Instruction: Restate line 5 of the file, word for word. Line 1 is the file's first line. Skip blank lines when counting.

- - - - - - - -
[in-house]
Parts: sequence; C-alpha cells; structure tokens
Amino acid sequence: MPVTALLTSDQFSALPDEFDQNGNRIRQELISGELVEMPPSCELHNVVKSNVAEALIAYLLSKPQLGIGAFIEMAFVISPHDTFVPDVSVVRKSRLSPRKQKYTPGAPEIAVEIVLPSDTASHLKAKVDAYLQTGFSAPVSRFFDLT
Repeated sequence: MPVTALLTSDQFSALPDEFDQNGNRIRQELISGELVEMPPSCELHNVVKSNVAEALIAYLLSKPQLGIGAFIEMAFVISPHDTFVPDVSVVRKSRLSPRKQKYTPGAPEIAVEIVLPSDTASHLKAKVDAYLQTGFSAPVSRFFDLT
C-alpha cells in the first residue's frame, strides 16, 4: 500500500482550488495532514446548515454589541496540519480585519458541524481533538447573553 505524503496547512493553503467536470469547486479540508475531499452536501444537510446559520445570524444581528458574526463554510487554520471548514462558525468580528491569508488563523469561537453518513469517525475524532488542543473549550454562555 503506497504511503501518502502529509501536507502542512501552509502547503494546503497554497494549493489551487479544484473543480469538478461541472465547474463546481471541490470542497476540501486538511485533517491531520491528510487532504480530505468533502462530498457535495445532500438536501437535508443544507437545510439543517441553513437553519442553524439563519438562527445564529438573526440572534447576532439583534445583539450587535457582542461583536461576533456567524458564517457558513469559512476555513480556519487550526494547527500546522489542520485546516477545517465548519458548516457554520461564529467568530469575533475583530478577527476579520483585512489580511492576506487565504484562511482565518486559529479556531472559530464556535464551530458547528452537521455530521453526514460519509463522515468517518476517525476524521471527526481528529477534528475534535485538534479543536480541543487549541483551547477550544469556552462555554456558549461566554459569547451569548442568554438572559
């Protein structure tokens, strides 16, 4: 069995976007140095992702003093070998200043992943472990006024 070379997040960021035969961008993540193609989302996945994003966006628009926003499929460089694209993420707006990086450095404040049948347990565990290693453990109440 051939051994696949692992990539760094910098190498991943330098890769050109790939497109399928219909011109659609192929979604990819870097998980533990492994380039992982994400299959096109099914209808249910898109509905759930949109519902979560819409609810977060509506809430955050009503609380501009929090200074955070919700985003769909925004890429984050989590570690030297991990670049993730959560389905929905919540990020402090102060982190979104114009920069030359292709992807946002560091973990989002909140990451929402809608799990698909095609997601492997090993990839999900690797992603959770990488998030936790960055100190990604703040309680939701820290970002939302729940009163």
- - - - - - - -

C-alpha cells in the first residue's frame, strides 16, 4: 500500500482550488495532514446548515454589541496540519480585519458541524481533538447573553 505524503496547512493553503467536470469547486479540508475531499452536501444537510446559520445570524444581528458574526463554510487554520471548514462558525468580528491569508488563523469561537453518513469517525475524532488542543473549550454562555 503506497504511503501518502502529509501536507502542512501552509502547503494546503497554497494549493489551487479544484473543480469538478461541472465547474463546481471541490470542497476540501486538511485533517491531520491528510487532504480530505468533502462530498457535495445532500438536501437535508443544507437545510439543517441553513437553519442553524439563519438562527445564529438573526440572534447576532439583534445583539450587535457582542461583536461576533456567524458564517457558513469559512476555513480556519487550526494547527500546522489542520485546516477545517465548519458548516457554520461564529467568530469575533475583530478577527476579520483585512489580511492576506487565504484562511482565518486559529479556531472559530464556535464551530458547528452537521455530521453526514460519509463522515468517518476517525476524521471527526481528529477534528475534535485538534479543536480541543487549541483551547477550544469556552462555554456558549461566554459569547451569548442568554438572559